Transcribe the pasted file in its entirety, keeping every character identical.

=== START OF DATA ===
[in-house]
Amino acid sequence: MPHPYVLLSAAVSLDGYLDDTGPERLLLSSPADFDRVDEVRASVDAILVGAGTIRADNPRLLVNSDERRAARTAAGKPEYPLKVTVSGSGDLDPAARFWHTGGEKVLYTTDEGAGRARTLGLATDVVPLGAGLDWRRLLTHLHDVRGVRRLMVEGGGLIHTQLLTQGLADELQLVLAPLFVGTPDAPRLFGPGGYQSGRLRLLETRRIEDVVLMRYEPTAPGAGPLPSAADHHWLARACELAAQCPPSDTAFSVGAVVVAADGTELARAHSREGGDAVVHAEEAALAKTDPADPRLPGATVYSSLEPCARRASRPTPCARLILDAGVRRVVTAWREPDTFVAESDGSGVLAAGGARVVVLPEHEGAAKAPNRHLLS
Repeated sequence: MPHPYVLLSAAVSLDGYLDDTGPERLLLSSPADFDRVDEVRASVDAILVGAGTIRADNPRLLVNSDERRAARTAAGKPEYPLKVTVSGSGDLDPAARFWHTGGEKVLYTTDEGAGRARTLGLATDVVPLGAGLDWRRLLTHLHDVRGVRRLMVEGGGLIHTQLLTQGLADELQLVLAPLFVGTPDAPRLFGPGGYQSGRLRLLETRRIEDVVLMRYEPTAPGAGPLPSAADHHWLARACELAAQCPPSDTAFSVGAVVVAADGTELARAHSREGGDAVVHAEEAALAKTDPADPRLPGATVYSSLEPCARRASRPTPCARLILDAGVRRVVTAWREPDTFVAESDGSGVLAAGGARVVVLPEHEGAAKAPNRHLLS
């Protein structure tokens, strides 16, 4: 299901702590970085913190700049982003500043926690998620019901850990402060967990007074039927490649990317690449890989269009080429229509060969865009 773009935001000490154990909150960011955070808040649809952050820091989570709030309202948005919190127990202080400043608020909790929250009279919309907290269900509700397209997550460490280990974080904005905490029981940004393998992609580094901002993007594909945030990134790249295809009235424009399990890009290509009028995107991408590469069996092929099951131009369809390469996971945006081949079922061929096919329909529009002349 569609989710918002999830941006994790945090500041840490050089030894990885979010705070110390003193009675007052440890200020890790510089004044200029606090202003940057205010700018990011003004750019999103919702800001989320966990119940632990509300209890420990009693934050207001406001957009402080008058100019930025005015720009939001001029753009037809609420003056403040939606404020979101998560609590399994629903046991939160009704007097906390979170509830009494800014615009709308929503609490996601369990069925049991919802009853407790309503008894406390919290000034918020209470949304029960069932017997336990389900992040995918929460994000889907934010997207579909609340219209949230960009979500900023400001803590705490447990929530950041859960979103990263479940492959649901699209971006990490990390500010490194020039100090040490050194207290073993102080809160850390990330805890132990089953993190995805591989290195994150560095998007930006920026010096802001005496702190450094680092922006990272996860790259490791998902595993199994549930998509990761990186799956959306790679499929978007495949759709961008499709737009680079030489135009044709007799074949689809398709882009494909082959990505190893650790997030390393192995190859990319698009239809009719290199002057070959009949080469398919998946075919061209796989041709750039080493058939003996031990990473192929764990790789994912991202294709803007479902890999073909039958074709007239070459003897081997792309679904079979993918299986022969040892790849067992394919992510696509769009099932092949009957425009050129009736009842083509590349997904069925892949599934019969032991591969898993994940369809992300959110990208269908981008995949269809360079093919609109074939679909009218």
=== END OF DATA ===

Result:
[in-house]
Amino acid sequence: MPHPYVLLSAAVSLDGYLDDTGPERLLLSSPADFDRVDEVRASVDAILVGAGTIRADNPRLLVNSDERRAARTAAGKPEYPLKVTVSGSGDLDPAARFWHTGGEKVLYTTDEGAGRARTLGLATDVVPLGAGLDWRRLLTHLHDVRGVRRLMVEGGGLIHTQLLTQGLADELQLVLAPLFVGTPDAPRLFGPGGYQSGRLRLLETRRIEDVVLMRYEPTAPGAGPLPSAADHHWLARACELAAQCPPSDTAFSVGAVVVAADGTELARAHSREGGDAVVHAEEAALAKTDPADPRLPGATVYSSLEPCARRASRPTPCARLILDAGVRRVVTAWREPDTFVAESDGSGVLAAGGARVVVLPEHEGAAKAPNRHLLS
Repeated sequence: MPHPYVLLSAAVSLDGYLDDTGPERLLLSSPADFDRVDEVRASVDAILVGAGTIRADNPRLLVNSDERRAARTAAGKPEYPLKVTVSGSGDLDPAARFWHTGGEKVLYTTDEGAGRARTLGLATDVVPLGAGLDWRRLLTHLHDVRGVRRLMVEGGGLIHTQLLTQGLADELQLVLAPLFVGTPDAPRLFGPGGYQSGRLRLLETRRIEDVVLMRYEPTAPGAGPLPSAADHHWLARACELAAQCPPSDTAFSVGAVVVAADGTELARAHSREGGDAVVHAEEAALAKTDPADPRLPGATVYSSLEPCARRASRPTPCARLILDAGVRRVVTAWREPDTFVAESDGSGVLAAGGARVVVLPEHEGAAKAPNRHLLS
């Protein structure tokens, strides 16, 4: 299901702590970085913190700049982003500043926690998620019901850990402060967990007074039927490649990317690449890989269009080429229509060969865009 773009935001000490154990909150960011955070808040649809952050820091989570709030309202948005919190127990202080400043608020909790929250009279919309907290269900509700397209997550460490280990974080904005905490029981940004393998992609580094901002993007594909945030990134790249295809009235424009399990890009290509009028995107991408590469069996092929099951131009369809390469996971945006081949079922061929096919329909529009002349 569609989710918002999830941006994790945090500041840490050089030894990885979010705070110390003193009675007052440890200020890790510089004044200029606090202003940057205010700018990011003004750019999103919702800001989320966990119940632990509300209890420990009693934050207001406001957009402080008058100019930025005015720009939001001029753009037809609420003056403040939606404020979101998560609590399994629903046991939160009704007097906390979170509830009494800014615009709308929503609490996601369990069925049991919802009853407790309503008894406390919290000034918020209470949304029960069932017997336990389900992040995918929460994000889907934010997207579909609340219209949230960009979500900023400001803590705490447990929530950041859960979103990263479940492959649901699209971006990490990390500010490194020039100090040490050194207290073993102080809160850390990330805890132990089953993190995805591989290195994150560095998007930006920026010096802001005496702190450094680092922006990272996860790259490791998902595993199994549930998509990761990186799956959306790679499929978007495949759709961008499709737009680079030489135009044709007799074949689809398709882009494909082959990505190893650790997030390393192995190859990319698009239809009719290199002057070959009949080469398919998946075919061209796989041709750039080493058939003996031990990473192929764990790789994912991202294709803007479902890999073909039958074709007239070459003897081997792309679904079979993918299986022969040892790849067992394919992510696509769009099932092949009957425009050129009736009842083509590349997904069925892949599934019969032991591969898993994940369809992300959110990208269908981008995949269809360079093919609109074939679909009218």